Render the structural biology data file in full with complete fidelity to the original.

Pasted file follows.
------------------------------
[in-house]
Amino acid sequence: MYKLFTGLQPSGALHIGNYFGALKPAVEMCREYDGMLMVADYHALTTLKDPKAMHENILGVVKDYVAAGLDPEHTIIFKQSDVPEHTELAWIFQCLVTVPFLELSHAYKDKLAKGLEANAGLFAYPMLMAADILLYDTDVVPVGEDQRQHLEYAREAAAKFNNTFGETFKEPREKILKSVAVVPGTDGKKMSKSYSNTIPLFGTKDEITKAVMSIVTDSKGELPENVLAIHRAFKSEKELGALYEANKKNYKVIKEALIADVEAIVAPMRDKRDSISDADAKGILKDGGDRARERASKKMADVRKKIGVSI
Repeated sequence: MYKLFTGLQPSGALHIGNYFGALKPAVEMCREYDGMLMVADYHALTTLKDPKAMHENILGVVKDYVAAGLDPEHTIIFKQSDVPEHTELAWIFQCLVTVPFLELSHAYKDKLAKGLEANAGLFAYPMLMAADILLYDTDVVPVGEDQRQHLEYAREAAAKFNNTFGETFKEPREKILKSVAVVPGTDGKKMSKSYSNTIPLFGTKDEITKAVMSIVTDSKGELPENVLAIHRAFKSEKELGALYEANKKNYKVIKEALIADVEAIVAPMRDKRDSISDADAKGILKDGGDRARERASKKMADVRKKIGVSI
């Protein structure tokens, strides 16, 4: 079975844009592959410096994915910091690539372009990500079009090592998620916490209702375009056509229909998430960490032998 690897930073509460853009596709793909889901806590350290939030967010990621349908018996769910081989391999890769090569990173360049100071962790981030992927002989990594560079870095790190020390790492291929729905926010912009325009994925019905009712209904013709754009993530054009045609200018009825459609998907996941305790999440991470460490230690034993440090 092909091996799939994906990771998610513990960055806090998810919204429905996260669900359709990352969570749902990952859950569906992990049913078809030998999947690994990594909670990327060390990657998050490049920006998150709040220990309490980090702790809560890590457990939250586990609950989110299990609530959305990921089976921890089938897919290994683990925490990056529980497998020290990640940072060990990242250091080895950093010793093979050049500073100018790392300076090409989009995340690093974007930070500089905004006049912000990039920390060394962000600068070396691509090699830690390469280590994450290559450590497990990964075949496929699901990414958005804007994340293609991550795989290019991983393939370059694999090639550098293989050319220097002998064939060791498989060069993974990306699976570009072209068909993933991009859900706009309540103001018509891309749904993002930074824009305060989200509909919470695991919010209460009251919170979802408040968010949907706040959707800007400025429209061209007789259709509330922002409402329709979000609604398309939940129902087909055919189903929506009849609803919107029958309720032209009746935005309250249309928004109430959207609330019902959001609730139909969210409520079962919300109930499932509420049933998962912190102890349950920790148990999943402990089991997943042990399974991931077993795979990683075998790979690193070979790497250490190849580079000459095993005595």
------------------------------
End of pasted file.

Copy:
[in-house]
Amino acid sequence: MYKLFTGLQPSGALHIGNYFGALKPAVEMCREYDGMLMVADYHALTTLKDPKAMHENILGVVKDYVAAGLDPEHTIIFKQSDVPEHTELAWIFQCLVTVPFLELSHAYKDKLAKGLEANAGLFAYPMLMAADILLYDTDVVPVGEDQRQHLEYAREAAAKFNNTFGETFKEPREKILKSVAVVPGTDGKKMSKSYSNTIPLFGTKDEITKAVMSIVTDSKGELPENVLAIHRAFKSEKELGALYEANKKNYKVIKEALIADVEAIVAPMRDKRDSISDADAKGILKDGGDRARERASKKMADVRKKIGVSI
Repeated sequence: MYKLFTGLQPSGALHIGNYFGALKPAVEMCREYDGMLMVADYHALTTLKDPKAMHENILGVVKDYVAAGLDPEHTIIFKQSDVPEHTELAWIFQCLVTVPFLELSHAYKDKLAKGLEANAGLFAYPMLMAADILLYDTDVVPVGEDQRQHLEYAREAAAKFNNTFGETFKEPREKILKSVAVVPGTDGKKMSKSYSNTIPLFGTKDEITKAVMSIVTDSKGELPENVLAIHRAFKSEKELGALYEANKKNYKVIKEALIADVEAIVAPMRDKRDSISDADAKGILKDGGDRARERASKKMADVRKKIGVSI
């Protein structure tokens, strides 16, 4: 079975844009592959410096994915910091690539372009990500079009090592998620916490209702375009056509229909998430960490032998 690897930073509460853009596709793909889901806590350290939030967010990621349908018996769910081989391999890769090569990173360049100071962790981030992927002989990594560079870095790190020390790492291929729905926010912009325009994925019905009712209904013709754009993530054009045609200018009825459609998907996941305790999440991470460490230690034993440090 092909091996799939994906990771998610513990960055806090998810919204429905996260669900359709990352969570749902990952859950569906992990049913078809030998999947690994990594909670990327060390990657998050490049920006998150709040220990309490980090702790809560890590457990939250586990609950989110299990609530959305990921089976921890089938897919290994683990925490990056529980497998020290990640940072060990990242250091080895950093010793093979050049500073100018790392300076090409989009995340690093974007930070500089905004006049912000990039920390060394962000600068070396691509090699830690390469280590994450290559450590497990990964075949496929699901990414958005804007994340293609991550795989290019991983393939370059694999090639550098293989050319220097002998064939060791498989060069993974990306699976570009072209068909993933991009859900706009309540103001018509891309749904993002930074824009305060989200509909919470695991919010209460009251919170979802408040968010949907706040959707800007400025429209061209007789259709509330922002409402329709979000609604398309939940129902087909055919189903929506009849609803919107029958309720032209009746935005309250249309928004109430959207609330019902959001609730139909969210409520079962919300109930499932509420049933998962912190102890349950920790148990999943402990089991997943042990399974991931077993795979990683075998790979690193070979790497250490190849580079000459095993005595």